Let me give you a bit of my take on happiness. You don't always have to have things going your way all the time to be happy. To the contrary, if you constantly play the 100% game and the easy game, if you limit your happiness only to certain specific situations or certain, conditions, it will almost always elude you. If you bring happiness to every situation, you'll be constantly happy. You see happiness is not something that you get from others by taking it from others. Happiness is something that flows out from you. It's a matter of choice. It's up to you to count and name your blessings or your curses. Like Lincoln said, you can choose to be happy in any place, at any time, under a whole wide range of conditions, for any reason., as you make up your mind to be. You are your own source of joy or of aches and pains.

Let's take teaching. Now you've got to be honest with yourself. If you're fundamentally unhappy with being in the classroom, if the classroom is really where you don't want to be, if teaching is really not what you want to do, if you don't really care about each and every student, if you find teaching a distraction from what you consider to be more important endeavors, if you think walking into the classroom is not the path to success or satisfaction or fulfillment, if you find time with students--especially first year students--to be an encroachment on your valuable time, if you do not find the time for students, if you do not work to become as trained for the classroom as you are trained for your discipline, you'll go mindless, you'll go on autopilot, you'll become mechanical, your feet will become leadened, your senses will become dull; you will tend to be self-focused, withdrawn and distant, intractable, cool or cold, tensed up, pessimistic, disrespectful, agitated, insensitive, intolerant, brooding, frustrated, unforgiving, moody, unsympathetic, unempathetic, critical, maybe even hostile. That's when you don't really have peace of mind. That's when you have nightmares. These are the waters that douse the flames. On the other hand, if you're happy in the classroom, if your juices flow, if you're cookin', if your synapses are firing all over the place, you'll cheer rather than sneer; you'll stir your senses; you'll generally be in a good mood and have a greater awareness and a sense of otherness; you'll lighten up, be far more flexible, accepting, involved, relaxed, serene, healthier, creative, optimistic, imaginative, warm, compassionate, calm, sensitive, tolerant, respectful, nurturing, kindly, sympathetic, empathetic, loving and forgiving. That's when dreams come true. That's when you sleep a contented and peaceful sleep.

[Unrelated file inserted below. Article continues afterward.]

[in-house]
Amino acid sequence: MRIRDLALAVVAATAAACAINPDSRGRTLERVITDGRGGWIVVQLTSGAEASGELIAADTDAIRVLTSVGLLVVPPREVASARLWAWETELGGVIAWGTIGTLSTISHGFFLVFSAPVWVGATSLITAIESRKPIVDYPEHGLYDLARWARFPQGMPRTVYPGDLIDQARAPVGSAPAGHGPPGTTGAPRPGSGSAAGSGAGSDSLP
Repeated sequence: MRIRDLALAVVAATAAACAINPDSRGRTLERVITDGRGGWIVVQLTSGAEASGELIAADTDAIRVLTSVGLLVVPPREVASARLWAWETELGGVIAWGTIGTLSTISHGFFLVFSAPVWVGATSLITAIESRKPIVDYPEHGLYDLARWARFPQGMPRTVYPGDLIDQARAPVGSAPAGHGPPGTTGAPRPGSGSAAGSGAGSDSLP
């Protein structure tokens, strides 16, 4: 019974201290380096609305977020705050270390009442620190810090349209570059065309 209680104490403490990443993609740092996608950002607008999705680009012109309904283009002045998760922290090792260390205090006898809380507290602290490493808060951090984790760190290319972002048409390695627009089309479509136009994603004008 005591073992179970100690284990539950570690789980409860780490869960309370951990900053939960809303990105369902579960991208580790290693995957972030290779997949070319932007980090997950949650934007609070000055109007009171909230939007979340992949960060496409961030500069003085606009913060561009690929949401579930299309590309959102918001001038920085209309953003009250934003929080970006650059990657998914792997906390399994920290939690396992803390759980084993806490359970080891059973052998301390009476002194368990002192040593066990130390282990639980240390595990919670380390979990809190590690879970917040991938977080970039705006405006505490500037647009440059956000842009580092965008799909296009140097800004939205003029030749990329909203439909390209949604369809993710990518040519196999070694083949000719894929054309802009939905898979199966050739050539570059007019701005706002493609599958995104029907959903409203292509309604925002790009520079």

I'll let you in on a secret I discovered. Being unhappy in the classroom is not a victimless crime. I can't it enough: life reflects back. You, the teacher, the authority figure, create the mood of the classroom. You, not that gizmo on the wall, are the climate controller in the classroom. Your mood is contagious, and the fact that you're unhappy doesn't give you the right to inflict your mood on the students. I've always said that I can't control the actions of others. But, I can have a significant influence on how they act toward me. When I'm happy, the people around me will pick up on it; when I smile, it hard not to get smiles in return; when I display a pleasant attitude, it's hard not to meet me with a similar attitude. You know, the classroom, and the entire world for that matter, is a much more respectful, beautiful, and happier place when I choose to be respectful, beautiful, and happy myself.

We have a moral obligation, then, to be happy in the classroom, for happiness is a powerful and therapeutic nourishment just as unhappiness is an equally powerful and pathological starvation. Just as cheerfulness breeds cheerfulness, happiness breeds happiness. Happiness is like going to an emotion and spiritual gym; it's strengthens your heart; it tones your spirit; it creates a loving and beautiful world. Satisfaction, fulfillment, and achievement are not some future objects or destinations. They're not in some yet to be "some day." They're a present state of being. They're a present attitude. They're a present state of heart. They're an understanding of what of what goes into making them. They're songs that you go on singing. They're a whistling while you work. They're an inexhaustible source of creative energy. They're now the moment to appreciate, value, and enjoy who you are, where you are, and what you're doing along the way to achieve the results you're struggling to reach.

When you're sincerely happy, you'll be happy with what life in the classroom hands back to you. Yeah, "happy " is a good word for my Dictionary Of Good Teaching.

         Make it a good day.


         Louis Schmier      
         Department of History
         Valdosta State University
         Valdosta, GA  31698                 /~\        /\ /\
         912-333-5947              /^\      /     \    /  /~\  \   /~\__/\
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                        -_~    /  "If you want to climb mountains,   \ /^\
                         _ _ /      don't practice on mole hills" -    \____